Bringing peace of mind to the elderly with an aguna at 100 - opinion

Even at the latest stages in life, some people must jump through hoops to end their marriages from years come and gone.

Illustrative photo of two elderly people staring at a beach.  (photo credit: BRUNO AGUIRRE/UNSPLASH)
Illustrative photo of two elderly people staring at a beach.

‘My mother has been an aguna for 70 years and is 100 years old. As she nears the end of her days, she would feel good to receive a get. Can you help her?”

The writer, in his mid-seventies, had decided to bring peace of mind to his elderly mother. The email he sent cut into my heart and boggled my mind. How can it be? Moreover, is there enough time left to bring a resolution to this aguna’s pain?

Marrying a soldier serving in the Allied Forces during WWII, the Orthodox young woman did not have the options that are available today to protect herself. No, the groom was not MIA. This was a man-made tragedy.

The couple established a home and had their first child. After a few years, the husband left his wife and child in search of a land of opportunity. Despite having promised to send for her, he did not do so. His unfulfilled promise did not faze this strong woman. She found him in the country where he had settled and traveled there to maintain their family.

Following the birth of a second child, he left, ostensibly on a business trip from which he never returned. Although reports were heard of him cheating people out of their money, he was nowhere to be found. Years of searches by police, authorities and a private investigator proved to be fruitless until this very day. The young mother was left with two small children with no means of support, saddled with debts in a foreign land.

Unable to return home, one relative paid for her passage while another took her and her children into his home. In those years, the only childcare was that of the mother so that the aguna could not go out to work. As the years passed, the woman found a way to stand on her own and developed into a businesswoman.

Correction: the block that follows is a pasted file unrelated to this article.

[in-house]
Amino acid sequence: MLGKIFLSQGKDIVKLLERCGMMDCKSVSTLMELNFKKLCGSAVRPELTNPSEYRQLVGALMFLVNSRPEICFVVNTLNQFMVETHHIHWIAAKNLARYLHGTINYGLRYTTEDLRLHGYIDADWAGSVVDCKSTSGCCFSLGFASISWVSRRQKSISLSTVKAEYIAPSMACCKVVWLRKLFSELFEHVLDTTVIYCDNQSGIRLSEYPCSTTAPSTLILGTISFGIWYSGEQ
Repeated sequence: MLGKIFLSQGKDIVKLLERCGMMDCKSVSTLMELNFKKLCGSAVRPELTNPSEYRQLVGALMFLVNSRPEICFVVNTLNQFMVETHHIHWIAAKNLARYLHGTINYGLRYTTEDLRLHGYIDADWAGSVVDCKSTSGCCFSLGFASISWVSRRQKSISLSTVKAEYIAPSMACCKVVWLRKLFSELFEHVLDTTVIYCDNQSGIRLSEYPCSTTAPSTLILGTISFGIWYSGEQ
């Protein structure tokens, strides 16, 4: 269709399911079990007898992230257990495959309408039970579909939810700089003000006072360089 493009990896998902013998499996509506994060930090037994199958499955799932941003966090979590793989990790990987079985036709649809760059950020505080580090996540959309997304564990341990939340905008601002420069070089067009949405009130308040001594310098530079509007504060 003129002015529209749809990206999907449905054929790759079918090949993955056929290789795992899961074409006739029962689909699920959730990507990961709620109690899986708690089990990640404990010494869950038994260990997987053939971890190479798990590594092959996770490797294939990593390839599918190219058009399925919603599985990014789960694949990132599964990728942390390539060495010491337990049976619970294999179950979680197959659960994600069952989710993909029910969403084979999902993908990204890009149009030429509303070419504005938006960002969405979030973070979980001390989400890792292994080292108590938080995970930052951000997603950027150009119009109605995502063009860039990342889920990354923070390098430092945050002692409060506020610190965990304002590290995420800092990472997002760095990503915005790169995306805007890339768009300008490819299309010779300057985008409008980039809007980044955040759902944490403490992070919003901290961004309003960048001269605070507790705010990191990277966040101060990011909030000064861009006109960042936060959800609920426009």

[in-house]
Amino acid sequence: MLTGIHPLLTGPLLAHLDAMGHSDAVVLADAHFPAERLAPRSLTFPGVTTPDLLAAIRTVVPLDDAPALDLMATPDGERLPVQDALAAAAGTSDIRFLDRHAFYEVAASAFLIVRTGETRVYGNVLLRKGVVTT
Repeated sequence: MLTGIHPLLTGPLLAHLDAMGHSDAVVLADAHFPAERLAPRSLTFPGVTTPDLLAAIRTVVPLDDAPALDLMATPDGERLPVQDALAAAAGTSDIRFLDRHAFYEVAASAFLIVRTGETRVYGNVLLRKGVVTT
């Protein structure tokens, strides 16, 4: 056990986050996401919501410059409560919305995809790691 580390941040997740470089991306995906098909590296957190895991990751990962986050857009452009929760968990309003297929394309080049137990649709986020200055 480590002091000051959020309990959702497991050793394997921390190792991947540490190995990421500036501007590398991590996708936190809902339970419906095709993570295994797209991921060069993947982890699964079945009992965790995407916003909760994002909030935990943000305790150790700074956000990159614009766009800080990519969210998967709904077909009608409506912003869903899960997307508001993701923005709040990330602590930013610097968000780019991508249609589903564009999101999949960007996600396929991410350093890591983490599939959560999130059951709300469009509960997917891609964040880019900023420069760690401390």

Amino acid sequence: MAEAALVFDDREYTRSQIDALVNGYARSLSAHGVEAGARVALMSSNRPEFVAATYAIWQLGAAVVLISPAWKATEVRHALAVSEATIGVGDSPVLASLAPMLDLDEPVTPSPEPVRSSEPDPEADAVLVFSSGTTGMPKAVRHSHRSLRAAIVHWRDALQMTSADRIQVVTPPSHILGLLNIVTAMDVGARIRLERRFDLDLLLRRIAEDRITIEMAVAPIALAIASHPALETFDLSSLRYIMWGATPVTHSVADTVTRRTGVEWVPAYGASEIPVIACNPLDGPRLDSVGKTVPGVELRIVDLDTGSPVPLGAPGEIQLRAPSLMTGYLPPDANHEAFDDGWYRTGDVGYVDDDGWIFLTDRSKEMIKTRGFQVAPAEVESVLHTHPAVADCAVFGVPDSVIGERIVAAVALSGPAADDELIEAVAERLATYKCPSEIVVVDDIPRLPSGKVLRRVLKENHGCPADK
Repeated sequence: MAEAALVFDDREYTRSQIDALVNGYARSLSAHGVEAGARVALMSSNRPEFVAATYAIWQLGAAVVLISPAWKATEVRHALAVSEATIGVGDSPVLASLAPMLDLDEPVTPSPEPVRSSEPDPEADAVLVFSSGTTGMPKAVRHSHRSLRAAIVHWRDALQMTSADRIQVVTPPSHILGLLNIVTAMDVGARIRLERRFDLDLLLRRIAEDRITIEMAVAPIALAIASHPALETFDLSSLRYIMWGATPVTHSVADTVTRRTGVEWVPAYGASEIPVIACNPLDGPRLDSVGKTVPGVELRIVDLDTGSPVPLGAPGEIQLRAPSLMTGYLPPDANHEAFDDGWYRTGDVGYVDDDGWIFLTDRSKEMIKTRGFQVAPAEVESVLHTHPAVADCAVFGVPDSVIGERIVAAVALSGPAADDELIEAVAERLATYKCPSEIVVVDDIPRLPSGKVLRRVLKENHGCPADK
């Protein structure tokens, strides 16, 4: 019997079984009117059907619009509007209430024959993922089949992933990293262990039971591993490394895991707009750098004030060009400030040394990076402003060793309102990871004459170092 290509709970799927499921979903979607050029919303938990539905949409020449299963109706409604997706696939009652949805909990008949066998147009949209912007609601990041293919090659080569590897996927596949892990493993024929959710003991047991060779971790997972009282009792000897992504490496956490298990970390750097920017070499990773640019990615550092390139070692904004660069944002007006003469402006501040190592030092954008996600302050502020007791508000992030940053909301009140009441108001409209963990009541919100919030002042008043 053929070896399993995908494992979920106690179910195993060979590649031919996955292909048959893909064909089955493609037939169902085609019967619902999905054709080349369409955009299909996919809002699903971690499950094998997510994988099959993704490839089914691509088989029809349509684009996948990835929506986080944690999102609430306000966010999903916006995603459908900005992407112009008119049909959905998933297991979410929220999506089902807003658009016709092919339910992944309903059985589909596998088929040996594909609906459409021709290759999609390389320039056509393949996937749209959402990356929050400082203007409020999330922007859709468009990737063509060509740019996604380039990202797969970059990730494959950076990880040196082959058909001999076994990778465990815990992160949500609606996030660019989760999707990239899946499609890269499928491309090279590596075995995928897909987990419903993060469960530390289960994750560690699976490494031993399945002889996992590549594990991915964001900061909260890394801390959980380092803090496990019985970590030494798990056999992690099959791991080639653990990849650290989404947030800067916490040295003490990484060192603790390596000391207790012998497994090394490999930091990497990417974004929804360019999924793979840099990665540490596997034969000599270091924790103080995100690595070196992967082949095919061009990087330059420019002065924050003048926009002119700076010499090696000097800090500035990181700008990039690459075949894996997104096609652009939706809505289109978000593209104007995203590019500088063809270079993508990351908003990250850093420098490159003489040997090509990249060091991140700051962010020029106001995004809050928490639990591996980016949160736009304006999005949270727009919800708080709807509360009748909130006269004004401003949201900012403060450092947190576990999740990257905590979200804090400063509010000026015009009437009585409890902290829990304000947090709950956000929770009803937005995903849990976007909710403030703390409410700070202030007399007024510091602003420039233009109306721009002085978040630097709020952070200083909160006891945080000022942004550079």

Pleading her case

During those decades, the aguna repeatedly pleaded her case before rabbis and rabbinical courts in both countries, to no avail. The response of each was identical: You need a get (divorce document) and there is nothing we can do.

The case was even brought before the chief rabbi of Israel, whose answer was more explicit: The fact that the husband was a cheat proved that he is a wicked man who is capable of abandoning his wife and children while still living. You are an aguna.

This intelligent, strong woman built her life in an impressive manner – but was always affected by the fact that she was an aguna. The rabbis’ seeming refusal to help, those who are the authorities in Judaism, added to the existential angst of 70 years.

There is no happy end to the closing chapter of this life. Although I was able to offer a resolution to the problem, after a lifetime of suffering the woman was almost indifferent. Her trust in rabbis and rabbinics was long gone.

There is nothing more that can be added to drive home the point that the existence of an aguna problem is an untenable situation. When rabbinic authorities do not rise to the challenge of solving the problem in both a preventative manner and through curative mechanisms within Jewish law, then it is up to the individuals to exercise their autonomy and prevent themselves from falling into the situation of get-refusal or falling an aguna.

All it takes is the signatures of the marrying couple on the halachic Agreement for Mutual Respect ( to prevent get-refusal and on the halachic Tripartite Agreement ( to prevent the aguna problem. Take the responsibility of a lifetime, literally, into your own hands.

International Aguna Day is marked annually on the Fast of Esther, which falls this year on Monday, March 6.

The writer is the director of the Aguna and Get-Refusal Prevention Project of Young Israel in Israel ( and the Jewish Agency. She holds a Ph.D. in rabbinic law, is an author of the Agreement for Mutual Respect and is the first female rabbinical court advocate to sit on the Israel Commission for the Appointment of Rabbinical Court Judges.